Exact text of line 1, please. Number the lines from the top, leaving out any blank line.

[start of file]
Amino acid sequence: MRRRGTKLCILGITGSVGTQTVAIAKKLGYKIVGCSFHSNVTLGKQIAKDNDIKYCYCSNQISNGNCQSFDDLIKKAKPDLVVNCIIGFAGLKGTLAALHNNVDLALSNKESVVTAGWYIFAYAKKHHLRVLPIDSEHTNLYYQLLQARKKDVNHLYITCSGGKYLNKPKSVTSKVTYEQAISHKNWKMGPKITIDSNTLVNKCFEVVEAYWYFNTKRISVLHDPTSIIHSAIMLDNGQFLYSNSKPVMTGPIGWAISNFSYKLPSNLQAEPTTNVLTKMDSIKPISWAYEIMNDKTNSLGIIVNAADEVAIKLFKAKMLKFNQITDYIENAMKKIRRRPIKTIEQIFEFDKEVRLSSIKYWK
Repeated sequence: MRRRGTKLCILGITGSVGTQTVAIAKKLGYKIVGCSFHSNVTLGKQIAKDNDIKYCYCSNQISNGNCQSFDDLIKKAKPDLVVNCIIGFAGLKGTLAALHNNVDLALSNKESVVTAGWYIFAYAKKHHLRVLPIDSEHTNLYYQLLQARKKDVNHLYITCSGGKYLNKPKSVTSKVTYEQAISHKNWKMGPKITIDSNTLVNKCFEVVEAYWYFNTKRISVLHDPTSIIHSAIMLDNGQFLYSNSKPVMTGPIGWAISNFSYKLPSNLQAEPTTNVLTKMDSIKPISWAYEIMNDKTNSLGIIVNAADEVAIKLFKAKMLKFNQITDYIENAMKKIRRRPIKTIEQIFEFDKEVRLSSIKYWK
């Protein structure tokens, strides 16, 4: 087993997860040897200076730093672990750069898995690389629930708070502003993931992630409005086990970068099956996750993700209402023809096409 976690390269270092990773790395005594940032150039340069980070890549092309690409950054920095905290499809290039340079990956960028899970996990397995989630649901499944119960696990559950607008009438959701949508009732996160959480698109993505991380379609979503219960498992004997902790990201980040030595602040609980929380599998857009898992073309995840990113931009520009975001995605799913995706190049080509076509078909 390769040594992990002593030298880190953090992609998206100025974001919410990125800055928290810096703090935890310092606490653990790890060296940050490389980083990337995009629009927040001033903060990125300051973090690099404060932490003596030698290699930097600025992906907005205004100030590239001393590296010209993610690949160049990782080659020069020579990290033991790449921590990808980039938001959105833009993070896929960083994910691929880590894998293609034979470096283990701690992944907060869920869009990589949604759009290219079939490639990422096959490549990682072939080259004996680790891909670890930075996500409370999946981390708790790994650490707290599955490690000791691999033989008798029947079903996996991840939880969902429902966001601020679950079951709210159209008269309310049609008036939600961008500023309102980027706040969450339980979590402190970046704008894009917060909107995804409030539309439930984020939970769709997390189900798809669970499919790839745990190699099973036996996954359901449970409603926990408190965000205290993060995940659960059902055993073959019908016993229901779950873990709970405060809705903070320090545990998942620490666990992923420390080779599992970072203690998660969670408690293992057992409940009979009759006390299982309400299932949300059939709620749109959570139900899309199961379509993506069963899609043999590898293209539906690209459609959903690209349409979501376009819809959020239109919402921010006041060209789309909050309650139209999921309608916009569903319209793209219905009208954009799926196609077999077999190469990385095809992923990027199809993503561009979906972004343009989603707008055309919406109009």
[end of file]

Amino acid sequence: MRRRGTKLCILGITGSVGTQTVAIAKKLGYKIVGCSFHSNVTLGKQIAKDNDIKYCYCSNQISNGNCQSFDDLIKKAKPDLVVNCIIGFAGLKGTLAALHNNVDLALSNKESVVTAGWYIFAYAKKHHLRVLPIDSEHTNLYYQLLQARKKDVNHLYITCSGGKYLNKPKSVTSKVTYEQAISHKNWKMGPKITIDSNTLVNKCFEVVEAYWYFNTKRISVLHDPTSIIHSAIMLDNGQFLYSNSKPVMTGPIGWAISNFSYKLPSNLQAEPTTNVLTKMDSIKPISWAYEIMNDKTNSLGIIVNAADEVAIKLFKAKMLKFNQITDYIENAMKKIRRRPIKTIEQIFEFDKEVRLSSIKYWK